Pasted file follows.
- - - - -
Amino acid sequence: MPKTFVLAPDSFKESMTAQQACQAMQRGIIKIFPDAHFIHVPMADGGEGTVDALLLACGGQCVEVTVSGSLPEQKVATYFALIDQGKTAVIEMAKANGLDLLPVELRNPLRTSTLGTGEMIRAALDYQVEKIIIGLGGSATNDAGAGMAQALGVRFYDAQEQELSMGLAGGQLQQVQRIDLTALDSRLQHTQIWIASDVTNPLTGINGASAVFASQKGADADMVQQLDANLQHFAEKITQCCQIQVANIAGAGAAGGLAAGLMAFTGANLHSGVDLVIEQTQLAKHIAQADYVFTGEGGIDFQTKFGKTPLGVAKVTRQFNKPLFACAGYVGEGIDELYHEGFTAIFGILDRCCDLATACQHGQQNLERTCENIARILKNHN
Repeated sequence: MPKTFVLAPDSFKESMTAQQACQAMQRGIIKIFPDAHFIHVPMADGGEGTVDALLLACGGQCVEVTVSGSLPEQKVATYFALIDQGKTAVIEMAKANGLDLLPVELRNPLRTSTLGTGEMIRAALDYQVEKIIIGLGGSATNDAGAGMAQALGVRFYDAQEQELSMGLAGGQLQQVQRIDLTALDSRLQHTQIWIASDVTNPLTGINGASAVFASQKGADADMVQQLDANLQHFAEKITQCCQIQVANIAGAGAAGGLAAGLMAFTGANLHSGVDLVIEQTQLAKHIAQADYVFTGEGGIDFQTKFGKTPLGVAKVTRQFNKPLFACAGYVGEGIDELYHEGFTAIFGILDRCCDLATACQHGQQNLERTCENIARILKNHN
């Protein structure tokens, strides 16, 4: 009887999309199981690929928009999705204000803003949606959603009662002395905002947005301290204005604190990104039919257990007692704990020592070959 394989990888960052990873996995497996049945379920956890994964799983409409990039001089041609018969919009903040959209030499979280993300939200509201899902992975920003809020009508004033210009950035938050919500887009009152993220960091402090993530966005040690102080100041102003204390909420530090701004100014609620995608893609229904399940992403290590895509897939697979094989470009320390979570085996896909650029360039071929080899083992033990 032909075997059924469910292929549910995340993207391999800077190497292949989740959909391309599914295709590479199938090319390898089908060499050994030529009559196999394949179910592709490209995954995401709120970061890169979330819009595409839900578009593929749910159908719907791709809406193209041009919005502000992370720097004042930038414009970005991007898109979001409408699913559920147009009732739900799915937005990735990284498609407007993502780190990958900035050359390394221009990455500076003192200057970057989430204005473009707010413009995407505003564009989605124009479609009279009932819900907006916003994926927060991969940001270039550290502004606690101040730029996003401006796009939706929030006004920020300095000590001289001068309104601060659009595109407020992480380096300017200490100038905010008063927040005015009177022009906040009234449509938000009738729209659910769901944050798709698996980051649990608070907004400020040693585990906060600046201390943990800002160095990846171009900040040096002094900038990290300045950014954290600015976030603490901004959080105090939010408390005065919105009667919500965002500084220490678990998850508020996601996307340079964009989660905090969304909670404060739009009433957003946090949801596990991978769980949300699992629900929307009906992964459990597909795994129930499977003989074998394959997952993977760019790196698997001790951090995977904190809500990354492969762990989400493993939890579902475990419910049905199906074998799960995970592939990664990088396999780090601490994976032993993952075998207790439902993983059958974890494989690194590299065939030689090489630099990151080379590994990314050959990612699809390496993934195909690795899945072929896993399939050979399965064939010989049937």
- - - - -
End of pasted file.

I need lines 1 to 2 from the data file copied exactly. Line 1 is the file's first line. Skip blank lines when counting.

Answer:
Amino acid sequence: MPKTFVLAPDSFKESMTAQQACQAMQRGIIKIFPDAHFIHVPMADGGEGTVDALLLACGGQCVEVTVSGSLPEQKVATYFALIDQGKTAVIEMAKANGLDLLPVELRNPLRTSTLGTGEMIRAALDYQVEKIIIGLGGSATNDAGAGMAQALGVRFYDAQEQELSMGLAGGQLQQVQRIDLTALDSRLQHTQIWIASDVTNPLTGINGASAVFASQKGADADMVQQLDANLQHFAEKITQCCQIQVANIAGAGAAGGLAAGLMAFTGANLHSGVDLVIEQTQLAKHIAQADYVFTGEGGIDFQTKFGKTPLGVAKVTRQFNKPLFACAGYVGEGIDELYHEGFTAIFGILDRCCDLATACQHGQQNLERTCENIARILKNHN
Repeated sequence: MPKTFVLAPDSFKESMTAQQACQAMQRGIIKIFPDAHFIHVPMADGGEGTVDALLLACGGQCVEVTVSGSLPEQKVATYFALIDQGKTAVIEMAKANGLDLLPVELRNPLRTSTLGTGEMIRAALDYQVEKIIIGLGGSATNDAGAGMAQALGVRFYDAQEQELSMGLAGGQLQQVQRIDLTALDSRLQHTQIWIASDVTNPLTGINGASAVFASQKGADADMVQQLDANLQHFAEKITQCCQIQVANIAGAGAAGGLAAGLMAFTGANLHSGVDLVIEQTQLAKHIAQADYVFTGEGGIDFQTKFGKTPLGVAKVTRQFNKPLFACAGYVGEGIDELYHEGFTAIFGILDRCCDLATACQHGQQNLERTCENIARILKNHN